12 Angry Men (1957, Sidney Lumet)
This flick gives me the horn. Big time. It’s almost entirely shot on a single set, yet intensely cinematic. It’s just a dozen blokes talking to each other, yet moves and twists like a thriller. It gives you the chance to feel all liberal and self-righteous, yet it’s also fucking hilarious. And it’s one of the truly hot summer films. Like Do The Right Thing-level hot. I’m loosening my collar just thinking about it.
A young lad from the slums is on trial for murder. The 12 men of the title – women aren’t to be trusted, especially back then in the 50s – gather in the jury room to thrash out a verdict. They take an initial vote and all except one, Juror 8 (Henry Fonda), say “guilty”. Juror 8’s position is initially mocked and derided, but as they go back over the details of the case, a different scenario from the one presented in court (which we have not been privy to) starts to emerge.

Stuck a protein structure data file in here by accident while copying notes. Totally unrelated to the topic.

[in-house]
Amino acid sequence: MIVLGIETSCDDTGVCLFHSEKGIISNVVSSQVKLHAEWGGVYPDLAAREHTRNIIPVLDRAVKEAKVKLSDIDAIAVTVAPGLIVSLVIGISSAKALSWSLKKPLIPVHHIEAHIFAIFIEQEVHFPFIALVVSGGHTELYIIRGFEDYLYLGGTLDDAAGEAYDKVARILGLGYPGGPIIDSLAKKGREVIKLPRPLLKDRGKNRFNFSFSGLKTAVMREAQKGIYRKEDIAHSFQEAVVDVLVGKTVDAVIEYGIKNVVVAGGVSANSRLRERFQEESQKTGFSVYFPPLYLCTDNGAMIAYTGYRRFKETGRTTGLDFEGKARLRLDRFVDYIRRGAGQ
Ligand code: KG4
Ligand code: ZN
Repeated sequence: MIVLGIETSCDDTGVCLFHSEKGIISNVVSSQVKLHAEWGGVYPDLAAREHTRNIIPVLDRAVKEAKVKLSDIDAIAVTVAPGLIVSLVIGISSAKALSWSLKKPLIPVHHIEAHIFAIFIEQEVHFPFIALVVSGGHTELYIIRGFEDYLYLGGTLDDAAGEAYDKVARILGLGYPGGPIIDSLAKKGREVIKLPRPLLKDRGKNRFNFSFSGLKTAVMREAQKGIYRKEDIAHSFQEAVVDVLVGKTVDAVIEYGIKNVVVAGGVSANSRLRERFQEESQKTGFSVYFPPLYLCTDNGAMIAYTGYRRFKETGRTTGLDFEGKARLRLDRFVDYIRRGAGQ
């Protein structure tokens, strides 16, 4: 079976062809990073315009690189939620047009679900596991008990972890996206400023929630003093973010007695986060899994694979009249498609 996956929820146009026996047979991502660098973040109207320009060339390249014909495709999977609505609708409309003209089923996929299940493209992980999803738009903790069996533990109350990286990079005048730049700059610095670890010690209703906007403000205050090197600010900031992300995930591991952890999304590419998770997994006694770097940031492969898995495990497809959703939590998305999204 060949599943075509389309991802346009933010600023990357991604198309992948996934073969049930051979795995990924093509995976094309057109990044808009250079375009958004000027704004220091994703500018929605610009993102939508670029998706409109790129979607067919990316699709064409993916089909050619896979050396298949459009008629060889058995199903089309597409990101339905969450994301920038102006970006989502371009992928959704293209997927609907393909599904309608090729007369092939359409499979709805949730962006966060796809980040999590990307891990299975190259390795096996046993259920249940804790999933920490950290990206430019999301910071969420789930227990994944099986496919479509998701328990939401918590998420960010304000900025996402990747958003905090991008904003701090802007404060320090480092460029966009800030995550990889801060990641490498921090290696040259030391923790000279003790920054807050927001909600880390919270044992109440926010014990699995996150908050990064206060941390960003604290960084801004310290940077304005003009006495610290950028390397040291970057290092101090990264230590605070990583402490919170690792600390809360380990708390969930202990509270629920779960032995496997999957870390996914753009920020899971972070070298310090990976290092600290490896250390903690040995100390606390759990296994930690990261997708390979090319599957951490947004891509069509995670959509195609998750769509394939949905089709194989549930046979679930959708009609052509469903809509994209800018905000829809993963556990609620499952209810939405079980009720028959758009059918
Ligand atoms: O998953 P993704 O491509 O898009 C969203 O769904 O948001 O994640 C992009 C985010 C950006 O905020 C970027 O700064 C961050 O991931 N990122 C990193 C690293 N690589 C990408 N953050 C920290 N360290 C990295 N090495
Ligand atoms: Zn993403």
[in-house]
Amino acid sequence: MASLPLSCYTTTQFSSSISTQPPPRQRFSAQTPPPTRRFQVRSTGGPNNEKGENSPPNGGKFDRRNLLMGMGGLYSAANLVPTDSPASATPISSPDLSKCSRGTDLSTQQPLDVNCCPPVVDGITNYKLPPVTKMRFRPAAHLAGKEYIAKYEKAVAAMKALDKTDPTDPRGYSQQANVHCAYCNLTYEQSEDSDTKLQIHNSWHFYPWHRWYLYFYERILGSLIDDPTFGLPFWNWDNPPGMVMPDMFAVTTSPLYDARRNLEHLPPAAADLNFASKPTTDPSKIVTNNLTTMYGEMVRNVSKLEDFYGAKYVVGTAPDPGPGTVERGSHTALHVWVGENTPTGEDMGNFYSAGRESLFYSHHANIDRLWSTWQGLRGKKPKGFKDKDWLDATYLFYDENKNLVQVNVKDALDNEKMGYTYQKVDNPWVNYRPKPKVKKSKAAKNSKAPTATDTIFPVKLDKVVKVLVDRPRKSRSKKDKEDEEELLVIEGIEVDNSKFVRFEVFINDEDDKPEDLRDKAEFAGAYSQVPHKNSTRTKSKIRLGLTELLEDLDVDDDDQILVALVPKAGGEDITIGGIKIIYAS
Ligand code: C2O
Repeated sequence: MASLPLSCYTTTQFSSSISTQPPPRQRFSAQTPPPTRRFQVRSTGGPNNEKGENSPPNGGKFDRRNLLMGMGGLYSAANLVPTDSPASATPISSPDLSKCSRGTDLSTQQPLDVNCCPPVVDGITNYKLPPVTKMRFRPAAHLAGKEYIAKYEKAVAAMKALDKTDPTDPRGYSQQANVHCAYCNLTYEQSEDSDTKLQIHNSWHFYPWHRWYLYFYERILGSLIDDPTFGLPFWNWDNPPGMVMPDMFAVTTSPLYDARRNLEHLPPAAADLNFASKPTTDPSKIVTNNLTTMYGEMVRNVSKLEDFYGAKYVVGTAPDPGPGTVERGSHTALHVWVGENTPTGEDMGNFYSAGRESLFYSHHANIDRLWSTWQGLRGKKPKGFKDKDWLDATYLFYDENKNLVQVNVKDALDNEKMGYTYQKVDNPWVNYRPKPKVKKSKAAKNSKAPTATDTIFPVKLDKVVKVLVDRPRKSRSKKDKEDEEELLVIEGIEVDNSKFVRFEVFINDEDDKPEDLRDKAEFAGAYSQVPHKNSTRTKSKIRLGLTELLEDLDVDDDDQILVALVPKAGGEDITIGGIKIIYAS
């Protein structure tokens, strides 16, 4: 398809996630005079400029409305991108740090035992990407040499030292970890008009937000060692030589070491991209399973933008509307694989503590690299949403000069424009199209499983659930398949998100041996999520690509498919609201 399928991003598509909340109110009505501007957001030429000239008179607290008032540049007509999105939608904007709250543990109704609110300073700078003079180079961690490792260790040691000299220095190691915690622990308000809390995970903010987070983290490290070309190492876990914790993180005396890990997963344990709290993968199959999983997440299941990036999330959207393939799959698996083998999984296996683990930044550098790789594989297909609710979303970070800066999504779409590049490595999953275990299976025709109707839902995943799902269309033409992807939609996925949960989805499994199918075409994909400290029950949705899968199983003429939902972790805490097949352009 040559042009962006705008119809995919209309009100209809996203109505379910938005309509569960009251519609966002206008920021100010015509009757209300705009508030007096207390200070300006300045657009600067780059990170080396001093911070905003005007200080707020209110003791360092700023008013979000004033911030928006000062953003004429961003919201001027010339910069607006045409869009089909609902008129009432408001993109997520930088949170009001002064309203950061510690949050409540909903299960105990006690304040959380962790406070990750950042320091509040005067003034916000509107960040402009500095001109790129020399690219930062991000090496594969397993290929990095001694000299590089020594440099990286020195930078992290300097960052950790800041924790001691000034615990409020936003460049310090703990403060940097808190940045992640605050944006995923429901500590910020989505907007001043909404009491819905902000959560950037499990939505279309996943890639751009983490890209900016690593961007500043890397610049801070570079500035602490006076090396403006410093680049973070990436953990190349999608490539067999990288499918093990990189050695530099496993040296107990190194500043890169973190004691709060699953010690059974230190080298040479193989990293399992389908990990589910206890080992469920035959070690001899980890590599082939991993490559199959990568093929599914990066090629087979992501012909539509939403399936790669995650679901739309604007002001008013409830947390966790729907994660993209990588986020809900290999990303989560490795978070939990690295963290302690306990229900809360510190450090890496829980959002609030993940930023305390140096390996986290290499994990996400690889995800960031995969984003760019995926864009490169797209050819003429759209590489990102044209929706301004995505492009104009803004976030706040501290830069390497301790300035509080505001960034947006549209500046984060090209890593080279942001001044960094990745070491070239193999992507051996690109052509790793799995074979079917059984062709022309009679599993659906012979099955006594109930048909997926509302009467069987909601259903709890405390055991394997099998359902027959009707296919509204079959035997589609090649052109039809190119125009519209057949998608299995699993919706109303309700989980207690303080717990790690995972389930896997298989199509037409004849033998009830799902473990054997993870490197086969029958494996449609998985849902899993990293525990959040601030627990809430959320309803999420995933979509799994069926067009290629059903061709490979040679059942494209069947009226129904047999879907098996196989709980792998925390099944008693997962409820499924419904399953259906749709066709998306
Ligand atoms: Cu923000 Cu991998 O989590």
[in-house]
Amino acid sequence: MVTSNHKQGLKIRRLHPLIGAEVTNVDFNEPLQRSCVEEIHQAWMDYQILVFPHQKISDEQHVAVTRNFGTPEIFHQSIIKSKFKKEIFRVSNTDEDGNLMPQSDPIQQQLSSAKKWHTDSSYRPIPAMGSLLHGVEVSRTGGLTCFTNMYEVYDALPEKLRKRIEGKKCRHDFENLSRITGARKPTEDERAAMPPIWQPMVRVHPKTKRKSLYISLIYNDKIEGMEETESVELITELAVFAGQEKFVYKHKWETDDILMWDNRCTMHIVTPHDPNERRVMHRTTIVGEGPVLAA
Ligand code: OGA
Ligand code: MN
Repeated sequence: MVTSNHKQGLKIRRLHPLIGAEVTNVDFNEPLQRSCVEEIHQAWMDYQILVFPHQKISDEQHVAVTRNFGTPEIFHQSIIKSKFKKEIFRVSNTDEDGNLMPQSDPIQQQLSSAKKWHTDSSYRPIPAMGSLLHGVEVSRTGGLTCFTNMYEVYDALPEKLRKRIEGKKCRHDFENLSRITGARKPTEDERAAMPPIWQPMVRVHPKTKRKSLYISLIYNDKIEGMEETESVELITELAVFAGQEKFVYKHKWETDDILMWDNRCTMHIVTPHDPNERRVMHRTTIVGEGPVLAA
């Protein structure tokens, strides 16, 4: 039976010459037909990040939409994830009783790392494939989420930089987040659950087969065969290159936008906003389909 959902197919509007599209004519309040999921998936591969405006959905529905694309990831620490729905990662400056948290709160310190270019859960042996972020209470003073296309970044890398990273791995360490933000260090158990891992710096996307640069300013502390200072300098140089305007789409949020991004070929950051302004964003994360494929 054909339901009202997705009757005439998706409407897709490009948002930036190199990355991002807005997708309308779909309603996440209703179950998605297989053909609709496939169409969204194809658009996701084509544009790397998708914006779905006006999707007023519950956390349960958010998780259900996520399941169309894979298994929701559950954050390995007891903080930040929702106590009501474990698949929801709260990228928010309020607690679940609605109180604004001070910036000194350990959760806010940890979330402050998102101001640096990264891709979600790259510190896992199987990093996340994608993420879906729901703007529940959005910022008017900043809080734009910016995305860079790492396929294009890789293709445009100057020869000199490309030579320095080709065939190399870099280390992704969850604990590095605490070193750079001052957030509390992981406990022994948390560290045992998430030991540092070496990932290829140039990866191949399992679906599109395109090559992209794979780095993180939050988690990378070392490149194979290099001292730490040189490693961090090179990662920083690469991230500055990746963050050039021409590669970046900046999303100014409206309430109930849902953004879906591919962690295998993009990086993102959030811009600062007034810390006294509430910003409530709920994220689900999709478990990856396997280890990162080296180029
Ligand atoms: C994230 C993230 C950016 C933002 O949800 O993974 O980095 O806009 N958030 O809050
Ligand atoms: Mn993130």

The screenplay, by Reginald Rose, is a piece of genius in its exposition, pacing and characterization. Every character manages to make an impact, yet none is painted too broadly. The cast, which includes Lee J. Cobb, Martin Balsam and Jack Klugman, is borderline immaculate.
This was Sidney Lumet’s first film and I doubt he ever made a better one.